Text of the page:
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Luis Amaya (left) and Rolando Mejia (right), members of the youth baking group, show off the tools of their trade.
Baking Up New Opportunities
By Kathleen Swenson
Luis Amaya and Rolando Mejia don’t want to leave their native El Salvador. But until recently the teens faced some pretty stark realities. While violence and gang memberships are on the decline in El Salvador, many youth still get caught up in both, leaving few options for building a better future. Almost 20 percent of the population has already emigrated looking for better job opportunities.1
But now Luis and Rolando have a promising alternative.
As part of a leadership and skills development program sponsored by Lutheran World Relief, the teens are learning how to start and manage a small baking business. The young bakers are not only perfecting their skills in the kitchen, they are learning how to run a profitable business.
And they plan to share their success with their communities. “When we make more money, we would like to help the community meet its basic needs, like helping people have enough food to eat all the time,” said one project participant.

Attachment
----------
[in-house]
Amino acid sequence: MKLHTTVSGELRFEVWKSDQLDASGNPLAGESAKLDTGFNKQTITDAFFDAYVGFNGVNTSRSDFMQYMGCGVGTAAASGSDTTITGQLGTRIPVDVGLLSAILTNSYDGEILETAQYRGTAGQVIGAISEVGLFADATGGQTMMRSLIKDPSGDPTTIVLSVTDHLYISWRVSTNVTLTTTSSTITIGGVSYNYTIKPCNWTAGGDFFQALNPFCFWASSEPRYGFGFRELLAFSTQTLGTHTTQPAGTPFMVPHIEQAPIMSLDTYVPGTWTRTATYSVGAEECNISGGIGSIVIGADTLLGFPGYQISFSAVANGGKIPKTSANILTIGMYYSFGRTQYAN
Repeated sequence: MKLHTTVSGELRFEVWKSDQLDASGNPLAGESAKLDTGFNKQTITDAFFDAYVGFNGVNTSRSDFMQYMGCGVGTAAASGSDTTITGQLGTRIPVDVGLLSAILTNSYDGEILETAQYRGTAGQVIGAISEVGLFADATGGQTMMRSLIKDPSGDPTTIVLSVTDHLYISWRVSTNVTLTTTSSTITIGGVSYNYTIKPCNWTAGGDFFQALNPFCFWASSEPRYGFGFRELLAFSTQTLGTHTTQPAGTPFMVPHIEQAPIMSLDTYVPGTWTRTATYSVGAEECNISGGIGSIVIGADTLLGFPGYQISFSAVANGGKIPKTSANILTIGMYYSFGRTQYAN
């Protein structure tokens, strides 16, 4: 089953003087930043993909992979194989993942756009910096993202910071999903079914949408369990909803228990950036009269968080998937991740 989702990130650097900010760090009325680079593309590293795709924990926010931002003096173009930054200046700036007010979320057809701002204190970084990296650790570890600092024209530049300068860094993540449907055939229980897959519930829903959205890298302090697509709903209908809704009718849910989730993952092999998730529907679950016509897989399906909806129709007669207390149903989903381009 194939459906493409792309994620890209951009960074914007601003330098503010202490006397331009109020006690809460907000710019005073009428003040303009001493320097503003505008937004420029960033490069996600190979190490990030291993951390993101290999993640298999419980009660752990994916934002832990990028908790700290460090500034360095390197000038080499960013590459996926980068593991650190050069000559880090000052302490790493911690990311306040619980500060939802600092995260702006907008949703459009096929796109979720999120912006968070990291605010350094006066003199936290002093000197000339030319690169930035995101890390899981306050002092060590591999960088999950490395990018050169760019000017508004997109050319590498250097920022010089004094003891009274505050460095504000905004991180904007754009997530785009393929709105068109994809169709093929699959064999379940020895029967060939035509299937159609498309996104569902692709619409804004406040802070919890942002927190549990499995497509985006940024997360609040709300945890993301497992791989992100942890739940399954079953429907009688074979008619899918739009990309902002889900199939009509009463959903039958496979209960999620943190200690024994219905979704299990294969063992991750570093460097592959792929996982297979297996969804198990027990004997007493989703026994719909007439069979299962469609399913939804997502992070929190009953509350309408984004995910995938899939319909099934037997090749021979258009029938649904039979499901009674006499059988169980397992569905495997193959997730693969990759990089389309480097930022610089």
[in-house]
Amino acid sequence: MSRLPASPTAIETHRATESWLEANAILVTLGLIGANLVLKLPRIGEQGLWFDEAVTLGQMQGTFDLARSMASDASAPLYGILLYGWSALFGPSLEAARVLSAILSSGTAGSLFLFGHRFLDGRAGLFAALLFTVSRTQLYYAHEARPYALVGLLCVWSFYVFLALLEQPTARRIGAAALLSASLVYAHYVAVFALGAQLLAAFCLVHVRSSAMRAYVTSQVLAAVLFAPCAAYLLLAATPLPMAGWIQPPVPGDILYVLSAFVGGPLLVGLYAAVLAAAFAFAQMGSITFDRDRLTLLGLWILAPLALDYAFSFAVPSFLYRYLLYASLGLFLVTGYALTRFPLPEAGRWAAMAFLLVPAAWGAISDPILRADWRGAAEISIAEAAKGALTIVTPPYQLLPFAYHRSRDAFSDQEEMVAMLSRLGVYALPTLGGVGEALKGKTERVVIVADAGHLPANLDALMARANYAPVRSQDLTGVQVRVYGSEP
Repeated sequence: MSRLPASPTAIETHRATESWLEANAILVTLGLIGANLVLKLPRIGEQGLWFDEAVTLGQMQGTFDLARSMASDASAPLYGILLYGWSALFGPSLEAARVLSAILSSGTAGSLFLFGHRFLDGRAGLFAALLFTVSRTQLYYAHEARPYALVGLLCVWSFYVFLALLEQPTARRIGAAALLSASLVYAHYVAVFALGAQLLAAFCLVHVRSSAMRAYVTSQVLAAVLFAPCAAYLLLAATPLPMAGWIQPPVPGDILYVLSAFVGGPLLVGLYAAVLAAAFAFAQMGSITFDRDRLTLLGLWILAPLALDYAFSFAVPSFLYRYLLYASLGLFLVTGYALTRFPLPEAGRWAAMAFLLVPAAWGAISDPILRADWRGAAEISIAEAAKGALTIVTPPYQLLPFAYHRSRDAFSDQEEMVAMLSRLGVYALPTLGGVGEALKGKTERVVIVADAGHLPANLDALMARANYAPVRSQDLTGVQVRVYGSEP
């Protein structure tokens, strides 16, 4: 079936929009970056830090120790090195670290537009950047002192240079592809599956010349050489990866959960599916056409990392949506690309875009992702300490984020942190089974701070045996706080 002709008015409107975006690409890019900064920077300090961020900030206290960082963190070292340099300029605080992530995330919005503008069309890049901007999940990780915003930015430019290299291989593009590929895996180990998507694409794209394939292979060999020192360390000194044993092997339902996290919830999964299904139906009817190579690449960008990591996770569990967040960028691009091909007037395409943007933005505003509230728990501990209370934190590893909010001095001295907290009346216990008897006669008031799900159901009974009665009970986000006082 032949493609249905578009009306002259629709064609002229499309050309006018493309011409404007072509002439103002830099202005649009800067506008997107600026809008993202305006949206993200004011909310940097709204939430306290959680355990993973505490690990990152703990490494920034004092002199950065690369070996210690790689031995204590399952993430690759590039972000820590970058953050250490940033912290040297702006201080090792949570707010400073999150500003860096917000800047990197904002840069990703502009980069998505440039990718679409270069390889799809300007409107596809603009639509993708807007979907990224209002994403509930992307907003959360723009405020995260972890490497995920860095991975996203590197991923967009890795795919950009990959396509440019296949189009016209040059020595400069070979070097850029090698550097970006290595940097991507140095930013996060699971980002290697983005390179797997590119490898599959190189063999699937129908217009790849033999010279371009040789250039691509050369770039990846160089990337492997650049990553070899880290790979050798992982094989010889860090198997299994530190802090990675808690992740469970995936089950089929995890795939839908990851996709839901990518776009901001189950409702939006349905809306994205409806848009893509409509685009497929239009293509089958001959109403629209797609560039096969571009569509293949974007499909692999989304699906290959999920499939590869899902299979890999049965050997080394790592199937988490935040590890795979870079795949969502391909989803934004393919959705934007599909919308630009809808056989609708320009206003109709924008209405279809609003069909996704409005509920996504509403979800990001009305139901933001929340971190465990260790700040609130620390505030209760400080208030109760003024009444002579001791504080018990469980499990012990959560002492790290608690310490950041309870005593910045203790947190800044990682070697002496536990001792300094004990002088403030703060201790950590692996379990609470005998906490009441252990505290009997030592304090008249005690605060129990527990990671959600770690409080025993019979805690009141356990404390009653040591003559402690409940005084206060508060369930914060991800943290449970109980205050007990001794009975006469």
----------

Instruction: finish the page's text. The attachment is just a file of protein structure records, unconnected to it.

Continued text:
But LWR’s commitment to sustainable development doesn’t end there. This training program will have a stronger impact if it is connected to a larger community improvement effort. That’s why LWR is helping to improve water access in the larger community and is supporting cattle farmers and others to improve families’ livelihoods and incomes.
The baking group even made doughnuts as part of the bread-baking skills they learned.
As for Luis and Rolando, what they learned at the training runs far deeper than baking, deeper even than learning leadership skills. Because of what they learned, they say they can “do dignified work, staying close to our families.”
With your support and prayers, young people around the world can be given promising opportunities like this.
Kathleen Swenson is LWR’s Program Assistant for Creative Services and Marketing.
1Migration Policy Institute http://www.migrationpolicy.org/